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This post originally appeared on tBL member Michael Kushner’s blog Omni Realty Group and is republished with permission. Find out how to syndicate your content with theBrokerList.

It doesn’t take more than a quick glance through the news to read something about the fast and wild real estate market that has risen from the chaos of a global pandemic. Listings are selling within days of hitting the market, well above asking price, and construction can hardly keep up with the demand for new residential and commercial properties. There are many factors impacting the temperature of the market which make it quite different than the real estate “boom” we know all too well from 2008 – as well as the crash that followed.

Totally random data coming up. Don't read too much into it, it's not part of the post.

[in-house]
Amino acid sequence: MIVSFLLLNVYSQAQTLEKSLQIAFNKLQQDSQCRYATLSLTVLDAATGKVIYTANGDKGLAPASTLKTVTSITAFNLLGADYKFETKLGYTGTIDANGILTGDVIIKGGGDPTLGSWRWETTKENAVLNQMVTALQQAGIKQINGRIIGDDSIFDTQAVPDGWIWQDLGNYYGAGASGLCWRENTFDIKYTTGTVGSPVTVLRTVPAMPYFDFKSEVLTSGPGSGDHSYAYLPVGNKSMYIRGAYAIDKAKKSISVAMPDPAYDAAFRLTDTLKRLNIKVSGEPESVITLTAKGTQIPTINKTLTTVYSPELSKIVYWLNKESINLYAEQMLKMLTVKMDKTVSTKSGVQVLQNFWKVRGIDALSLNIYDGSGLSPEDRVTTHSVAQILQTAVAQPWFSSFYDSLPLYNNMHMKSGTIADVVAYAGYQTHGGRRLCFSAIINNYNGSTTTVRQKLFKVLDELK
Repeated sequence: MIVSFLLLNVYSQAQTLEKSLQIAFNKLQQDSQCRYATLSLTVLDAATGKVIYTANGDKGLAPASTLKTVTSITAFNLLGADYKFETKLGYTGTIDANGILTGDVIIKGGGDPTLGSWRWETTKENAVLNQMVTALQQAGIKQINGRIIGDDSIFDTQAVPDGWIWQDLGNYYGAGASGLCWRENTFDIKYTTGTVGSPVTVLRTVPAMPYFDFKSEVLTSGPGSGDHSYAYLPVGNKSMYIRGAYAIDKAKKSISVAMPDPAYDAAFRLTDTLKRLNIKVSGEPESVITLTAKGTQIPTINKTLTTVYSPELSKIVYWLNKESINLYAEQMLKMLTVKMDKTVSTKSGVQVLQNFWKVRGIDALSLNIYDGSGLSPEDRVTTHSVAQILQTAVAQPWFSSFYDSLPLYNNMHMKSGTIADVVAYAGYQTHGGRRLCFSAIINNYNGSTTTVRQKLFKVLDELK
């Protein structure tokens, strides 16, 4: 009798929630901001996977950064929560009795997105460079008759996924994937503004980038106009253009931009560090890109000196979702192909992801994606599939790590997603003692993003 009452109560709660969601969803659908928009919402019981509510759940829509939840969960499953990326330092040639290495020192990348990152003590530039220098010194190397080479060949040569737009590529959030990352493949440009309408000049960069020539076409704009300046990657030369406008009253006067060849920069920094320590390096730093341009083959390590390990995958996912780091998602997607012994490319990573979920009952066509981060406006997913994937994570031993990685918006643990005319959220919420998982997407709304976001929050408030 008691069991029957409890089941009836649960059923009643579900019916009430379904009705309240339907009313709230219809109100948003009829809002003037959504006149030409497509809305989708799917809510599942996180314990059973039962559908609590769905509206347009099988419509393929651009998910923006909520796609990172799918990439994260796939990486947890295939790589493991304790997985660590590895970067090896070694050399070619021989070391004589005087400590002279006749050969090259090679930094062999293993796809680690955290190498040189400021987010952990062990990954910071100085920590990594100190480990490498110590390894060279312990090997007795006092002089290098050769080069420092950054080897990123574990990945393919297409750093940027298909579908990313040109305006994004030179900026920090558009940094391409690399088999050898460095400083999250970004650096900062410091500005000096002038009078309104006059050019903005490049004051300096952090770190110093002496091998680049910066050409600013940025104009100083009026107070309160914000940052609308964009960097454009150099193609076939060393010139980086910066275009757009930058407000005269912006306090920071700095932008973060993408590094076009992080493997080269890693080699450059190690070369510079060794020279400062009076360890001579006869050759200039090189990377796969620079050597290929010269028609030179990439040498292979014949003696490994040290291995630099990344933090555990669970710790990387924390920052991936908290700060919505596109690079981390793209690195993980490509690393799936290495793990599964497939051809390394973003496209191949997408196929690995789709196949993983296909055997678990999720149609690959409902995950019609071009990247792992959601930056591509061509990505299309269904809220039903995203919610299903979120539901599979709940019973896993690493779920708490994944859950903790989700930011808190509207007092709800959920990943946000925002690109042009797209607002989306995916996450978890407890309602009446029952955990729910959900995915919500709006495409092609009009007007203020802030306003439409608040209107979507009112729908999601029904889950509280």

Should real estate professionals as well as buyers, sellers, and builders be wary of a similar crash on the horizon? Without a doubt, the market cannot sustain this pace indefinitely, but it also doesn’t mean it will end in a crash-and-burn (or rather explosive) style that it did in 2008. Keep reading for a high-level overview of why the 2021 real estate boom is unique, and what we can expect as the tides inevitably turn.

Noteworthy Differences Between 2021 and 2008